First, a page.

Session 107 Rupert Murdoch Copyright by World Economic Forum by +++No resale, no archive+++

Fearing Microsoft, Yahoo courts Rupert Murdoch

It's kind of like if you ask a girl to marry you and she says she'd rather be with Voldemort.

Farhad Manjoo
February 14, 2008 11:13PM (UTC)

World Economic Forum

Rupert Murdoch

Apparently having Rupert Murdoch as your boss doesn't improve your chances of learning his secrets. Two days ago Silicon Alley Insider, Henry Blodget's tech blog, broke news of Murdoch's talks with Yahoo over a deal to avert Microsoft's hostile takeover, and yesterday TechCrunch, Mike Arrington's tech blog, confirmed the story, adding significant details.


Several hours passed before the Wall Street Journal -- which Murdoch now owns -- finally reported that its boss was, in fact, working out a complex deal in which he would turn News Corp.'s Web properties over to Yahoo in return for a 20 percent stake in the company.

Such a deal would leave Murdoch's News Corp. as the largest shareholder in Yahoo, giving him substantial control over the firm. The combined company, which would include Murdoch's MySpace, would be a Web behemoth, earning 150 billion page views a month (which is still behind Google, and about what this blog does on a slow day, but still, you know, ain't too bad.)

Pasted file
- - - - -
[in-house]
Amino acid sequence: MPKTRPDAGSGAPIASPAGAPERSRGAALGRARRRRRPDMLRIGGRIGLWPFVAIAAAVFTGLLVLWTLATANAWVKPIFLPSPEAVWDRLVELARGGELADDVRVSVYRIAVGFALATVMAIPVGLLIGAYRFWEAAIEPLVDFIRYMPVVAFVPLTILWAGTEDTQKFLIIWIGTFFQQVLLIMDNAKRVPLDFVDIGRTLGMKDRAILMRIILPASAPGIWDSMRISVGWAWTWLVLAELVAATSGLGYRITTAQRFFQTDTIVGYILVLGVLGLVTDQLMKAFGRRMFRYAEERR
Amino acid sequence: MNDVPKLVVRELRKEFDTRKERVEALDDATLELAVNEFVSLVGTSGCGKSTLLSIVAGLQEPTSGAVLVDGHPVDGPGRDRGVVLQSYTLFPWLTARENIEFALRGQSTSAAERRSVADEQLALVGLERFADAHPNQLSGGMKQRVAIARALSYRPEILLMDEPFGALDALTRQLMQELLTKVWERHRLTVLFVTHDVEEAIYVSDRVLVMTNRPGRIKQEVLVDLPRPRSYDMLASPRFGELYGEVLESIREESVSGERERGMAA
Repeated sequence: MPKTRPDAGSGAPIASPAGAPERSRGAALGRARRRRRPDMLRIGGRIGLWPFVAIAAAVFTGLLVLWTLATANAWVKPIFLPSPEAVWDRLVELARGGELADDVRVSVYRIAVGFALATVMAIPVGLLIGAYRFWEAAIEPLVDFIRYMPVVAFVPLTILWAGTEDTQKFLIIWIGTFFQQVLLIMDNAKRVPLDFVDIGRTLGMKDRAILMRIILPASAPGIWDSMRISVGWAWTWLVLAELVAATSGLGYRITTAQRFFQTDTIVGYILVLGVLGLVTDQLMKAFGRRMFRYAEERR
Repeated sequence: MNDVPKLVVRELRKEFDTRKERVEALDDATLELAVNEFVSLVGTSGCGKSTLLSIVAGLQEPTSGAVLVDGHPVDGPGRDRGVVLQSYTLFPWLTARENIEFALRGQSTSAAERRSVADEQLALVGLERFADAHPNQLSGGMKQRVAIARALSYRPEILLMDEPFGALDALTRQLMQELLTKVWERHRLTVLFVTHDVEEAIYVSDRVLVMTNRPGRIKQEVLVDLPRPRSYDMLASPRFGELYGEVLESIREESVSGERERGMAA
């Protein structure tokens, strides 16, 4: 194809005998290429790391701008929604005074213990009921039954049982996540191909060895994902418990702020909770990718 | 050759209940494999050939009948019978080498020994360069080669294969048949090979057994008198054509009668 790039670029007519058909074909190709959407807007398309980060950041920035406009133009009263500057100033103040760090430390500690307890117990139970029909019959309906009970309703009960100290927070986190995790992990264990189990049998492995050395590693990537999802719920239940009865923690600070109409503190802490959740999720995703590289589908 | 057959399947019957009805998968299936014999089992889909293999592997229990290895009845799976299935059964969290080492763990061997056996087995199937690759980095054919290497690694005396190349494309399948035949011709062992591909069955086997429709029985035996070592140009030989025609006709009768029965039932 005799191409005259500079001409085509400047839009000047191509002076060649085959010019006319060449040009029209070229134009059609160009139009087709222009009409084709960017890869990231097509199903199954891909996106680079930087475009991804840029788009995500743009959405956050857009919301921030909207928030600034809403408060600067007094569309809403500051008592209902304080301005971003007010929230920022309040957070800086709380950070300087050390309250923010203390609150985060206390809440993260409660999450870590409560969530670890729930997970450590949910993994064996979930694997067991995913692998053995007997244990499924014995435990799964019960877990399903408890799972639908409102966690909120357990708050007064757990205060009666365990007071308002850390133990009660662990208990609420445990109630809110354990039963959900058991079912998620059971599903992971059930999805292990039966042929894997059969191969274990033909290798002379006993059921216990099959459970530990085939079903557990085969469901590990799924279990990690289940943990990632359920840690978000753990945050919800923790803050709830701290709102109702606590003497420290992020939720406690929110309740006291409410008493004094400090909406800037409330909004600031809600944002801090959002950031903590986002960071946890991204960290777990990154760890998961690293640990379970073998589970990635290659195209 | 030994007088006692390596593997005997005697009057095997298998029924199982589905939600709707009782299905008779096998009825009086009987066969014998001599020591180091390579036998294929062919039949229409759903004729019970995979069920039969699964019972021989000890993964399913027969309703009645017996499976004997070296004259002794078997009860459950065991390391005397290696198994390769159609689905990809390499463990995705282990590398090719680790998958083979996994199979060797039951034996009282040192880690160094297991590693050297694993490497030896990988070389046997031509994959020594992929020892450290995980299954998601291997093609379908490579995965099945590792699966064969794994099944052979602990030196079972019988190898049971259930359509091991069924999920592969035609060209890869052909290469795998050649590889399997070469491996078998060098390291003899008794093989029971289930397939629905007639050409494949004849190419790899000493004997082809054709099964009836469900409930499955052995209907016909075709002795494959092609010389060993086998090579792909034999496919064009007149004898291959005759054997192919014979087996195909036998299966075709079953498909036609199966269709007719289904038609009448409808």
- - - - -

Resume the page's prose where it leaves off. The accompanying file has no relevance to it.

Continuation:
Pause here for a second to consider the poor besieged once-great Web portal known as Yahoo: So abhorred is this firm at the prospect of being snapped up by Microsoft for a mere $44 billion that it would rather pimp itself out to genocidal tyrant Ruper Murdoch instead.


How bad must you feel if you were Microsoft? It's kind of like if you ask a girl to marry you and she says she'd rather be with Voldemort.

Prospects for the deal look dim; News Corp. insiders are saying it's unlikely to happen. Yahoo's best shot here is to create the suggestion of a rival to Microsoft, thereby forcing MS to raise its bid.

Hey, who says Rupert can't be a friend?

Farhad Manjoo

Farhad Manjoo is a Salon staff writer and the author of True Enough: Learning to Live in a Post-Fact Society.

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